Tech

New autonomous car design sleekly integrates sensors into the roof

Current self-driving cars tend to feature bulky sensors slapped on top of roof racks.

Autonomous driving company Pony.ai has unveiled a new system that integrates sensors directly into vehicles for a more sleek design.
Pony.ai

Chinese autonomous vehicle startup Pony.ai has unveiled a new design for its self-driving cars that looks much more pleasing than the vehicles in testing today. The design was debuted as Pony.ai announced a partnership with autonomous vehicle sensor maker Luminar to use its LiDAR Iris laser sensors.

Smooth and aerodynamic — According to Pony.ai, its vehicles are already in use through a self-driving taxi service called PonyPilot in five cities in China and the U.S., and have completed more than 220,000 autonomous rides. A safety driver is seated in the front seat in case the autonomous software errs and they need to take over.

Very pretty.Pony.ai

Most autonomous vehicles use a bevy of cameras and laser sensors that capture a 360-degree view of their surroundings and watch out for obstacles. The new design slims down and obscures away all of that gadgetry into a slim profile that extends just 10 centimeters off the vehicle roof. Pony.ai says that despite the slim-down, its cars can still see 500 meters (~0.3 miles) ahead and capture high-quality imagery.

The LiDAR sensors on cars from Waymo and others look like tall cones, spinning as fast as 900 revolutions per minute to beam out light in every direction and measure the distance from objects. One is centrally placed on the roof and then there are two angled sensors on the left and right of the car for side coverage. In its new design, Pony.ai uses smaller, non-rotating LiDAR on the front, back, left, and right, while different sensors on the roof, like cameras, add additional coverage.

The sensors on this Waymo car are quite noticeable. JasonDoiy/iStock Unreleased/Getty Images

Luminar CEO Austin Russell called out other companies in a press release, calling Pony.ai’s design a marked improvement over the “monstrosities that have been on some of the AV test vehicles.”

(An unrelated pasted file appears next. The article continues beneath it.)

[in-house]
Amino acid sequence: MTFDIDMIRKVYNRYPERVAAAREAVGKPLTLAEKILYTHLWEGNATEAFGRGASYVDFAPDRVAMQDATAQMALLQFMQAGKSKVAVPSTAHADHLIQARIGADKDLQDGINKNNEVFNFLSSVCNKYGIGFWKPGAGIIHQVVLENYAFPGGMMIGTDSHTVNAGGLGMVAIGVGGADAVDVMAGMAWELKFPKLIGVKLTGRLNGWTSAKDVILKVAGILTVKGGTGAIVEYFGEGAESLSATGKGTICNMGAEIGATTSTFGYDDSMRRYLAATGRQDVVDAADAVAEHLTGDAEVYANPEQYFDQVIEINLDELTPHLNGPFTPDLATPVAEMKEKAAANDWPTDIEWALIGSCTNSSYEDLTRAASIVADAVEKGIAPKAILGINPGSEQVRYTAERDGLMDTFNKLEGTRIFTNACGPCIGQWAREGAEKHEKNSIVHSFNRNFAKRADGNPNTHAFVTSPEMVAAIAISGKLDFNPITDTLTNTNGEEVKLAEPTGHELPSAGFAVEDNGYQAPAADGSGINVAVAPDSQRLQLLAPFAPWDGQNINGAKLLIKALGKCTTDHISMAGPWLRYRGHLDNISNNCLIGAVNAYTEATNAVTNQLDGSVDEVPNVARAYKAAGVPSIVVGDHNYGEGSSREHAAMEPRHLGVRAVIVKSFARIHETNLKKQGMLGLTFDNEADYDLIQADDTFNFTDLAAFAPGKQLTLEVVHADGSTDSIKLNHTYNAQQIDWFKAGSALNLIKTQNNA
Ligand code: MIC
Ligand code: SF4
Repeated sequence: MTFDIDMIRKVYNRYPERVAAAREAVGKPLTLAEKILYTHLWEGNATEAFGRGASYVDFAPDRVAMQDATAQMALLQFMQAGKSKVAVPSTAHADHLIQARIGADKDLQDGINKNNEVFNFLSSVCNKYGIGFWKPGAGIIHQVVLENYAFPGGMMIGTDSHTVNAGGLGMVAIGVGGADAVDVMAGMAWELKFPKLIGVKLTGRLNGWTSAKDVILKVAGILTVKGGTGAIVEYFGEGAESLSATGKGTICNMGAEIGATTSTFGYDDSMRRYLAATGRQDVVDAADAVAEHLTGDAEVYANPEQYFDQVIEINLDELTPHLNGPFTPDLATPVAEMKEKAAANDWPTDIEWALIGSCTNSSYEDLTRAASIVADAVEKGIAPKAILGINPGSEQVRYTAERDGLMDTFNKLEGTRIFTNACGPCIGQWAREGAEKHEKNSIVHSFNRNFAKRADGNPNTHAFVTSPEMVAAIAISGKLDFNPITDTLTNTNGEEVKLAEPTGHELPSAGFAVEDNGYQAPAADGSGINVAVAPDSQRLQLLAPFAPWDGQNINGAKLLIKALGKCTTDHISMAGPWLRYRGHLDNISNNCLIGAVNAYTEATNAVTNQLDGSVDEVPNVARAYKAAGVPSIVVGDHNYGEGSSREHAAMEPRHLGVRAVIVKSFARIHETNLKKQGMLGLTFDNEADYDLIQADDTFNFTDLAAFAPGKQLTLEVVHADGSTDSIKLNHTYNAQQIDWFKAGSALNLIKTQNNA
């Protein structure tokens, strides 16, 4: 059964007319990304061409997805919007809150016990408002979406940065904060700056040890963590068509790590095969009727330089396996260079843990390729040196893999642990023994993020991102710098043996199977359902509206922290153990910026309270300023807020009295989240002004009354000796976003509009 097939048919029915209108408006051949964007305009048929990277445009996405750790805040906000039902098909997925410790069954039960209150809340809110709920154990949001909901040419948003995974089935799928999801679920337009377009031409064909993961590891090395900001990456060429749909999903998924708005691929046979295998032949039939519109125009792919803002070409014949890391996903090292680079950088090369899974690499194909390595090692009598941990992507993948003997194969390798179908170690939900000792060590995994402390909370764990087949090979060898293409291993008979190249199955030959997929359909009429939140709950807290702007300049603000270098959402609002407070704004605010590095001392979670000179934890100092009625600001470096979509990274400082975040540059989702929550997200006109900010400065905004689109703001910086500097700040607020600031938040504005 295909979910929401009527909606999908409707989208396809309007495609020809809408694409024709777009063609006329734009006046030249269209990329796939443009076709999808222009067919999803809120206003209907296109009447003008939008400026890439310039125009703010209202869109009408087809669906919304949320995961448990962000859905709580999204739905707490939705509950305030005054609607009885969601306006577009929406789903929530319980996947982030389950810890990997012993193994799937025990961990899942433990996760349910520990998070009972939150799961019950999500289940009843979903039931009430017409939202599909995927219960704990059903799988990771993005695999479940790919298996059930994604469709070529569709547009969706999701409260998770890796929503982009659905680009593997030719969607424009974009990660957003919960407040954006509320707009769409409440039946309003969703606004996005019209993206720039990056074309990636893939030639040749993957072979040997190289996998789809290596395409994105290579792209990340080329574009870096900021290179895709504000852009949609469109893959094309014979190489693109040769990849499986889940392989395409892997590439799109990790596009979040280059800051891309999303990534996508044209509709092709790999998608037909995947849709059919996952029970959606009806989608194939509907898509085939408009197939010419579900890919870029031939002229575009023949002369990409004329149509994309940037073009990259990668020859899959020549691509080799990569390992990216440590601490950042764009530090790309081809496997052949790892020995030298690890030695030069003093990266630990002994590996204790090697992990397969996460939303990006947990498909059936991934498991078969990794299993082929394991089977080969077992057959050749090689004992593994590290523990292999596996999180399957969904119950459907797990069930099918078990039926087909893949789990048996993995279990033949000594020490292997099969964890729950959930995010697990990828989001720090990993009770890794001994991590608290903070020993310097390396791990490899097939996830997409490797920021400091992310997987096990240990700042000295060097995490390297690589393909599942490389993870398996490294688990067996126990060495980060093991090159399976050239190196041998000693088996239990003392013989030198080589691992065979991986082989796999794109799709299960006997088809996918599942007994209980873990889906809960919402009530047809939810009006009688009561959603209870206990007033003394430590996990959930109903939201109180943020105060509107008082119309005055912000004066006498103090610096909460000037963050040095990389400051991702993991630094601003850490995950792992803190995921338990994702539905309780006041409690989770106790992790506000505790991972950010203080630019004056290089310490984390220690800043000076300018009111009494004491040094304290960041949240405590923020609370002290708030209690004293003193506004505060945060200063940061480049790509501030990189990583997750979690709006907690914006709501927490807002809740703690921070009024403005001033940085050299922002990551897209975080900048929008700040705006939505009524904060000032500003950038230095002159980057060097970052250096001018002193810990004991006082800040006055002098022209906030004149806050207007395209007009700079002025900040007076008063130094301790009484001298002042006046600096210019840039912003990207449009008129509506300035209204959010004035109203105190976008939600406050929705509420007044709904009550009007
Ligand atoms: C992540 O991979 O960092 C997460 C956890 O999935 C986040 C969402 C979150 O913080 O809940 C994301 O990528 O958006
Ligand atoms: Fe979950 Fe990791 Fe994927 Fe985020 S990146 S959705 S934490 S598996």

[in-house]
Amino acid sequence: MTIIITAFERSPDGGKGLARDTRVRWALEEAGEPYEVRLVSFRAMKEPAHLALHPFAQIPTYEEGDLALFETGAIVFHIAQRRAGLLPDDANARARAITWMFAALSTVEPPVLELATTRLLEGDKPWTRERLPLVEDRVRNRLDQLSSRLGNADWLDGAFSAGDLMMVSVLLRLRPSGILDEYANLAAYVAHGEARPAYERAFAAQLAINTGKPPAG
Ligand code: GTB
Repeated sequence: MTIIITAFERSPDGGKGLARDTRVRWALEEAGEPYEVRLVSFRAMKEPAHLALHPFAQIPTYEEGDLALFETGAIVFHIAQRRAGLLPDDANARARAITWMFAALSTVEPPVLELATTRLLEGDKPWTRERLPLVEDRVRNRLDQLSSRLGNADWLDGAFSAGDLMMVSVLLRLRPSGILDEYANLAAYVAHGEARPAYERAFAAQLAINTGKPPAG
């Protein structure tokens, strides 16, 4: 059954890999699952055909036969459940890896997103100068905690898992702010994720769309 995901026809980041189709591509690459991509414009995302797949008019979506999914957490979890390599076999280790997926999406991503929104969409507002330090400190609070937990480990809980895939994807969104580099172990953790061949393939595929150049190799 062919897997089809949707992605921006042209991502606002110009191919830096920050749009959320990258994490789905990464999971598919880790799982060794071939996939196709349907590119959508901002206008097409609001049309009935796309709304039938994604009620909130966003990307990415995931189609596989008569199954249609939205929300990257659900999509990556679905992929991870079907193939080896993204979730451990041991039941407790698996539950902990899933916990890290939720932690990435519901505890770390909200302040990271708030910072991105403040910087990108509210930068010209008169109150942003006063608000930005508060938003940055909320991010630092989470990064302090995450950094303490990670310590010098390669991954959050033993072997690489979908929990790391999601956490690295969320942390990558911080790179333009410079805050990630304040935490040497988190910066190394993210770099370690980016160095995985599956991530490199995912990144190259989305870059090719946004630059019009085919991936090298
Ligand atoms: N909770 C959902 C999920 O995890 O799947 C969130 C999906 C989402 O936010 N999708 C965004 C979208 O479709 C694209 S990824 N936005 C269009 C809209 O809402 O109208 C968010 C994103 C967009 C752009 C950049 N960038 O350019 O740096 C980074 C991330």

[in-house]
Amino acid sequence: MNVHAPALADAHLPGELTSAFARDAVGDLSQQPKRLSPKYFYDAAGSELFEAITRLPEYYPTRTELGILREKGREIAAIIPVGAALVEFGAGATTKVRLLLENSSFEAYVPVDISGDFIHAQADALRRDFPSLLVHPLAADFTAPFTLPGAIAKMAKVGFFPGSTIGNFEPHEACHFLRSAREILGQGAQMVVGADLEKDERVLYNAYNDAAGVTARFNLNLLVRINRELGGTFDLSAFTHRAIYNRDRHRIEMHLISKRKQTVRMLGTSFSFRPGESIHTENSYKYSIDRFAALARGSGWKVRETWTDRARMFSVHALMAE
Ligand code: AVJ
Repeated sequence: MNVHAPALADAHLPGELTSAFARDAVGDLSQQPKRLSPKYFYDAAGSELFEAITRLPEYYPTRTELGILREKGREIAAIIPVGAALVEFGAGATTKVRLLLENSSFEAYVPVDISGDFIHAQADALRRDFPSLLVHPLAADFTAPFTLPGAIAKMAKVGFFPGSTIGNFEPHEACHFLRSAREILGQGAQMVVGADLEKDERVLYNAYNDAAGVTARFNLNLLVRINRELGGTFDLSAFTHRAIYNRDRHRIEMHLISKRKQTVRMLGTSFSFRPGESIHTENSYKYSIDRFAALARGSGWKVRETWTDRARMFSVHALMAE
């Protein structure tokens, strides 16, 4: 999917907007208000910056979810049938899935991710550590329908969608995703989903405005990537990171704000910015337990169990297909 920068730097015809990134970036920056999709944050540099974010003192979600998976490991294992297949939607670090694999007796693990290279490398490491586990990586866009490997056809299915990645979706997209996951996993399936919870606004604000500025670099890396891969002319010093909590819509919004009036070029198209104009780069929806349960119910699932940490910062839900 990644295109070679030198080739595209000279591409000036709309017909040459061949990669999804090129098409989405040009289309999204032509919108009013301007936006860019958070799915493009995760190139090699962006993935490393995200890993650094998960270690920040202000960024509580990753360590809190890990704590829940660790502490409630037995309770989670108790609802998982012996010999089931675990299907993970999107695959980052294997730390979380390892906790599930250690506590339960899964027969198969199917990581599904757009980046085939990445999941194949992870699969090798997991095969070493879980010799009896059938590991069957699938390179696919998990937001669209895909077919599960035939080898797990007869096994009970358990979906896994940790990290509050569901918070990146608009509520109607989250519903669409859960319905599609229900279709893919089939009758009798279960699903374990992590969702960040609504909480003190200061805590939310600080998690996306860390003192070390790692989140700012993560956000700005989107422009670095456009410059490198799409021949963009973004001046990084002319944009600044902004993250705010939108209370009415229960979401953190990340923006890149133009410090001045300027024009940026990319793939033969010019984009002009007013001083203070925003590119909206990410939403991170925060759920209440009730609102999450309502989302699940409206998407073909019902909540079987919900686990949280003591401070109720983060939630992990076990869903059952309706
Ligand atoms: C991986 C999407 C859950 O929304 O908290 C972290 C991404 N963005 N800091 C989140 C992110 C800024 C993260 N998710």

Engineering challenge — Of course, it’s impressive that Pony.ai is able to slim down its sensor suite, but aesthetics aren’t exactly the largest challenge in autonomous vehicles. Actually making the cars comparable at driving to humans remains difficult. The industry recently saw Lyft and Uber give up altogether after spending years and billions of dollars trying to crack the problem, and other companies like Zoox have sold to bigger companies in order to survive.

It turns out, teaching a car to follow lane markings down a curved road is easy. But drop it in a city where people are constantly stepping in the street, or double parking, or behaving in a host of other unpredictable ways, and the cars struggle to respond safely and consistently.

Waymo recently began operating a limited self-driving taxi service in the suburbs of Phoenix, Arizona. And Tesla continues to roll out successive updates to its controversial “Full Self-Driving” software. But industry insiders have quieted their expectations for when self-driving will reach the masses as they’ve come to terms with the fact that it’s a harder engineering problem than once thought. There’s no denying that autonomous driving would be a major gain for society, though — roughly 3,000 people in America die each year as a result of distracted driving alone.

Russell, the Luminar CEO, says the new slimmer design is a symbol that self-driving is here to stay. The company hopes to get the price of its Iris kit down to $500 per vehicle as more autonomous vehicles hit the streets.